# CS代考程序代写 data mining Universal Considerations to Successful Forecasting

Universal Considerations to Successful Forecasting
Zhenhao Gong University of Connecticut

Welcome 2
This course is designed to be:
1. Introductory
2. Leading by interesting questions and applications 3. Less math, useful, and fun!
Most important:
Feel free to ask any questions! 
Enjoy! 

Universal considerations 3
Universal considerations for any forecasting task: 􏰀 Forecasting Object
􏰀 Information Set
􏰀 Model Uncertainty and Improvement
􏰀 Forecast Horizon
􏰀 Structural Change
􏰀 Forecast Statement
􏰀 Decision Environment and Loss Function
􏰀 Model Complexity and the Parsimony Principle 􏰀 Unobserved Components

Forecasting Object 4
In business and economics, the forecast object is typically one of three types:
􏰀 Event outcome: an event is certain to take place at a given time but the outcome is uncertain.
􏰀 Event timing: an event is certain to take place and the outcome is known, but the timing is uncertain.
􏰀 Time series: relevant when the future value of a time series is of interest and must be projected. (Most frequently encountered in practice)

Information Set 5
Any forecast we produce is conditional upon the information used to produce it.
􏰀 Univariate: ΩT ={yT,yT−1,…,y1}.
􏰀 Multivariate: ΩT ={yT,xT,yT−1,xT−1,…,y1,x1}.
􏰀 Expert Opinion and Judgment.
􏰀 Information Sets in Forecast Evaluation: whether the forecast could be improved by using a given set of information more efficiently or by using more information.

Model Uncertainty and Improvement 6
All models are false: they are intentional abstractions of a much more complex reality.
􏰀 A model might be useful for certain purposes and poor for others.
􏰀 Models that once worked well may stop working well.
􏰀 One must continually diagnose and assess both empirical
performance and consistency with theory. Remember: It takes a model to beat a model.

The Forecast Horizon 7
The forecast horizon is defined as the number of periods between today and the date of the forecast we make.
􏰀 h-step ahead forecast: the horizon is always fixed at the same value, h.
􏰀 h-step path forecast: the horizon includes all steps from 1-step-ahead to h-steps-ahead.

Structural Change 9
􏰀 In time series, we rely on the future being like the present/past in terms of dynamic relationships.
􏰀 In cross sections, we rely on fitted relationships being relevant for new cases from the original population, and often even for new populations.
But that’s not always true. Structural change can be gradual or abrupt and can affect any or all parameters.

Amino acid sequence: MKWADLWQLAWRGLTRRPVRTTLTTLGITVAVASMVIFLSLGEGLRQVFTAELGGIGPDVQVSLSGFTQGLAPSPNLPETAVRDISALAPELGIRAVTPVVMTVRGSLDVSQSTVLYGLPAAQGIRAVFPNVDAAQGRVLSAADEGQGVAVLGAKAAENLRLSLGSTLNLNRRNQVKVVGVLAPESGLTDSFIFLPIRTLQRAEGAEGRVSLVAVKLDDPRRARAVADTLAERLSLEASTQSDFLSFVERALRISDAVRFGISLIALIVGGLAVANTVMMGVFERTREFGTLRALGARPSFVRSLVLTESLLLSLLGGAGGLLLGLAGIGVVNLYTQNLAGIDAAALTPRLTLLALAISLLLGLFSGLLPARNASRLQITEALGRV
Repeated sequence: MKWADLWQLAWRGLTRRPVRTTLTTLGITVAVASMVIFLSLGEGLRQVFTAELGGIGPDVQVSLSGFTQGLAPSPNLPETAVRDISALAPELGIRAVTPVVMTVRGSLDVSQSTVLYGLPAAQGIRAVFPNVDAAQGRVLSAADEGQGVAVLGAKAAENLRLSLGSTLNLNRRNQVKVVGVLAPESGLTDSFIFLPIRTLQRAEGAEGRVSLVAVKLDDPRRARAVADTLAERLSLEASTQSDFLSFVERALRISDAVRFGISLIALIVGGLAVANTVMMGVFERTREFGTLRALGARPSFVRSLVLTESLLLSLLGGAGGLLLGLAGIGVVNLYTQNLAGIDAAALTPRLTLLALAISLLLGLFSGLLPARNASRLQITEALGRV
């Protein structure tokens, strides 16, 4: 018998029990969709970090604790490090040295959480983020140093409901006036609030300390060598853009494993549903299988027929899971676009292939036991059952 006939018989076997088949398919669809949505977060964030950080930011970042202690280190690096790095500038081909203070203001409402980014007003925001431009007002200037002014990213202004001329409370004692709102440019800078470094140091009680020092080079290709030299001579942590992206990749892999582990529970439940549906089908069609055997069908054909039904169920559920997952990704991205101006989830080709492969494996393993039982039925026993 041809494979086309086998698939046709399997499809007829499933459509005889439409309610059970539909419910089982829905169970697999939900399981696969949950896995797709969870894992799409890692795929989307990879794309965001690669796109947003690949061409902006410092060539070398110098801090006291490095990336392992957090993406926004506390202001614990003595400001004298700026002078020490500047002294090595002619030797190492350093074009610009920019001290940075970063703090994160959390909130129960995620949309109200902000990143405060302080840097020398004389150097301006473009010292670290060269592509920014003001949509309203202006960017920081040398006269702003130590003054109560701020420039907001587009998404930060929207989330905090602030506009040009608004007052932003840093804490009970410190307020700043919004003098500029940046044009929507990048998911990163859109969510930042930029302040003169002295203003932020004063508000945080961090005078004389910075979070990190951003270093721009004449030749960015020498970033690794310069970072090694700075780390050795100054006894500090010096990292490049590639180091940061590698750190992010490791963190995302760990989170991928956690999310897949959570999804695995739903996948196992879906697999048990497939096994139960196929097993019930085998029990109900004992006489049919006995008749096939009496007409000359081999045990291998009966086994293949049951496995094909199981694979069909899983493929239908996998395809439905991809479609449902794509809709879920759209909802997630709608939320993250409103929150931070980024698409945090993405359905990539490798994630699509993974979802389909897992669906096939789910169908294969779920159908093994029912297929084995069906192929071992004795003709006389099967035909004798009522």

The Forecast Statement 10
For time series forecasts, we must decide if the forecast will be
􏰀 Point forecast: a single number.
􏰀 Interval forecast: a range of number that the future value may fall into.
􏰀 Density forecast: a entire probability distribution for the future value.
Remark: Density forecast > Interval forecast > Point forecasts, in terms of the contained information. Point forecasts are the most commonly used forecasts in practice however.

The Decision Environment 11
The key to generating good and useful forecasts is recognizing that forecasts are made to guide decisions.
Recognition and awareness of the decision making environment is the key to effective design, use and evaluation of forecasting models.

Loss Function 12
We consider loss functions of the form L(e), where e = y − yˆ is the difference between the realization and the previously made forecast. We require L(e) to satisfy three conditions:
􏰀 L(0)=0. Nolossisincurredwhene=0.
􏰀 L(e) is continuous.
􏰀 L(e) is increasing on each side of the origin.
Example: Quadratic loss function: L(e) = e2; absolute error loss: L(e) = |e|; ”linlin” loss: L(e) = a|e| if e > 0 and
L(e) = b|e| if e ≤ 0.

Optimal Forecast 14
The optimal forecast is the forecast with smallest conditionally expected loss.
∗ 􏰑􏰑
yˆ(x) = argminyˆ(x) L(y − yˆ(x))f (y, x)dydx.
Key results:
􏰀 Under quadratic loss, the optimal forecast is the
conditional mean. yˆ(x)∗ = E(y | x).
􏰀 Under absolute loss, the optimal forecast is the conditional
median. yˆ(x)∗ = Q.50·100%(y | x).
􏰀 Under ”lin-lin” loss, the optimal forecast is the conditional d × 100% quantile, where d = b/(a + b).

State-Dependent Loss 15
In some situations, the L(e) form of the loss function is too restrictive. A direction-of-change forecast takes one of two values and its loss function looks like
􏰎 0, if sign(∆y) = sign(∆yˆ) L(y, yˆ) = 1, if sign(∆y) ̸= sign(∆yˆ).
This is one example of a state-dependent loss function, meaning that loss actually depends on the state of the world (y), as opposed to just depending on e.

Model Complexity and the Parsimony Principle 16
Parsimony principle: other things the same, simple models are usually preferable to complex models.
􏰀 We can estimate the parameters of simpler models more precisely.
􏰀 Simpler models are more easily interpreted, understood and scrutinized, anomalous behavior is more easily spotted.
􏰀 More useful in the decision-making process.
􏰀 Enforcing simplicity lessens the scope for ”data mining”.
Remark: Simple models should not be native models: KISS principle: Keep it Sophisticatedly Simple.

Unobserved Components 17
Trend, seasonal, cycle, noise. Deterministic vs. stochastic trend and seasonality.
Or
yt = Tt + St + Ct + εt. yt = Tt × St × Ct × εt.